legend('vr=10','vr=15','vr=20','vr=25','vr=30', 'Location','NorthWest')
Or you could keep the markers the same size and use different symbols. This shows that there's data clumped together but it's not easy to read.
figure
hold on
plot(u(1:10),T(1:10),'-* b', 'LineWidth',1.5,'MarkerSize',10)
plot(u(1:10),S(1:10),'-.+ r','LineWidth',1.5,'MarkerSize',10)
plot(u(1:10),X(1:10),'-d m','LineWidth',1.5,'MarkerSize',10)
plot(u(1:10),Z(1:10),'-.s g','LineWidth',1.5,'MarkerSize',10)
plot(u(1:10),Y(1:10),'-o y','LineWidth',1.5,'MarkerSize',10)
legend('vr=10','vr=15','vr=20','vr=25','vr=30', 'Location','NorthWest')
Of course you could plot each line in its own axes using something like a 5x1 tiledlayout but that would prevent direct comparison.
Sometimes people slightly shift the data so you can see more of the data. For example, your curves could be slightlly shifted upward. But most of the time I don't condone that practice because the tick labels then become less meaningful.
Anyone experienced with viewing charts will know that the lines overlap. I suppose there could be a missing data point that would go unnoticed and you'd like to show that no data are missing.
  댓글 수: 4
Adam Danz
Adam Danz 2022년 6월 25일
One could extend @dpb's terrific points to even argue that you shouldn't change the visualization to exaggerate the minutia. There's a concept in the philosophy of data visualization called the lie factor that quantifies the amount of exaggeration (or de-emphasis) applied to the data visualization by the person who created the visualization. Lie factors greater than 1 result from an exaggerated visual effect and values less than 1 result from a demphasis of the visual effect compared to the effect in the data. By magnifying the lower section of your data, your lie factor becomes greater than 1 and could be misleading if readers aren't careful to notice the difference in y-scale between the upper and lower axes. Futhermore, it's nearly impossible for the reader to understand that those values are much much closer than depicted because we can't visually imagine how those lower values would be if they were on the same scale as the rest of the data.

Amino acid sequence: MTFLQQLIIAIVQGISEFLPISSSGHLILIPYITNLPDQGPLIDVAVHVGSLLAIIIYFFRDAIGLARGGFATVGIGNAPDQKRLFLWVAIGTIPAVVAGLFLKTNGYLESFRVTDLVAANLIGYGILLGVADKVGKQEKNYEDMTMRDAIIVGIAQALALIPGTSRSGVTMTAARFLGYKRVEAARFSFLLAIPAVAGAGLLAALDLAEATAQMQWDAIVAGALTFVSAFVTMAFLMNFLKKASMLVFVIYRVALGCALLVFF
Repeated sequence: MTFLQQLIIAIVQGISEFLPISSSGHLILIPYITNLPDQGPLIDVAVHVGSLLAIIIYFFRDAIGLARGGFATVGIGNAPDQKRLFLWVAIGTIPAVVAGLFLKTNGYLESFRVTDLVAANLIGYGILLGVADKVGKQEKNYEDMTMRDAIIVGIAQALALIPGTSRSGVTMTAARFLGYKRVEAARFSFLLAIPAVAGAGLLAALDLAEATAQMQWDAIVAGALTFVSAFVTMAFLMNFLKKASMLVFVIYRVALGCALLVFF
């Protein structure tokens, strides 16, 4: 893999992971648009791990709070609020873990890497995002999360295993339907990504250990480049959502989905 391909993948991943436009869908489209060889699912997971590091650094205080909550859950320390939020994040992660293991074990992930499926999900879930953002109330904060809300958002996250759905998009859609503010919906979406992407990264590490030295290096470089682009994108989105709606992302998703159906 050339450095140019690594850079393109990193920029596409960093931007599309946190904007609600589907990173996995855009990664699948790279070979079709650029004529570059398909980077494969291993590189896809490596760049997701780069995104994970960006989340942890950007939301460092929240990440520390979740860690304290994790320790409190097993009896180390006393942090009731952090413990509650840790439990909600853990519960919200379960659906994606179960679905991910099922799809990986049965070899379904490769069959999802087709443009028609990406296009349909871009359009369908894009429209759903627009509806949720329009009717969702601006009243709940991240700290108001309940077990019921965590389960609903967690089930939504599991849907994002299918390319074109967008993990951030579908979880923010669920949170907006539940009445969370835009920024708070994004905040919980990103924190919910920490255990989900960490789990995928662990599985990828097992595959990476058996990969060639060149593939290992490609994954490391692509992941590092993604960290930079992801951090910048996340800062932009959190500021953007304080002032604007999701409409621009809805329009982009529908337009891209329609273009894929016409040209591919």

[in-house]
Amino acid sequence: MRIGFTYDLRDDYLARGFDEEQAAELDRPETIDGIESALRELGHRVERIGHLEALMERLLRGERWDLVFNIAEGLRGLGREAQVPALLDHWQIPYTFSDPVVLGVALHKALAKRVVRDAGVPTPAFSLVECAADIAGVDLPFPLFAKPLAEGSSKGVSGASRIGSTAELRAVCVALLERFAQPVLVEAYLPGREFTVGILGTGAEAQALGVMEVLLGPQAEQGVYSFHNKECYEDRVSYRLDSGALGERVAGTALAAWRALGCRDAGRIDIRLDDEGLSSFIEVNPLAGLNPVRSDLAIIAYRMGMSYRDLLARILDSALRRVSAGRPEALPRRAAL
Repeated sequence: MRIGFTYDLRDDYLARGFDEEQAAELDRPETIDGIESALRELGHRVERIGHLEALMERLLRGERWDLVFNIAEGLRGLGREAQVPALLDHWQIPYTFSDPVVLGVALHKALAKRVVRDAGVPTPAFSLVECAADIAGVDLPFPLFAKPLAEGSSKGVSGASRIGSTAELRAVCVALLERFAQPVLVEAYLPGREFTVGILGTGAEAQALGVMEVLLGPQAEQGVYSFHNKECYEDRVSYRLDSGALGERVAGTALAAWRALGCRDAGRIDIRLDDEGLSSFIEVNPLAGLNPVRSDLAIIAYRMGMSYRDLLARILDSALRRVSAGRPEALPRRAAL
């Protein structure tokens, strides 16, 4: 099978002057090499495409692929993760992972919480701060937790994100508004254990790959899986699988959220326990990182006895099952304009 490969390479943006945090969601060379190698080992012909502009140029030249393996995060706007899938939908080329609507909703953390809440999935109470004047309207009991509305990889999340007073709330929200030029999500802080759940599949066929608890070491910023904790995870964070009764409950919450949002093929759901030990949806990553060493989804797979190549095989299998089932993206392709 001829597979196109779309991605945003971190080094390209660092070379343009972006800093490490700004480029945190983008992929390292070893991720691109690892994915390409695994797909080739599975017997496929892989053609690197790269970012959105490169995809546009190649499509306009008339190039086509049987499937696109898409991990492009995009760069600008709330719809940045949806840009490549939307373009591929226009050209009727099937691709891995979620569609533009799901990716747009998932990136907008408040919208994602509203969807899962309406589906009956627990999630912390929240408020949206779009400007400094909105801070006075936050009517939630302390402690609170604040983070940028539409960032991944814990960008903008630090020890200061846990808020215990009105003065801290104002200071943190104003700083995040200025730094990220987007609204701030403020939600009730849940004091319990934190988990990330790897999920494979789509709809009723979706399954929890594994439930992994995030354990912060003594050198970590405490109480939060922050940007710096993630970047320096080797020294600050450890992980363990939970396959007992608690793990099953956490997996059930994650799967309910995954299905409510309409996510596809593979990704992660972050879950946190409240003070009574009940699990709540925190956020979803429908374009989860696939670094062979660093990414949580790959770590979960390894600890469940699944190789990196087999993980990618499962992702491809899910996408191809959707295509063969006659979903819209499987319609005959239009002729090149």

Just some food for thought.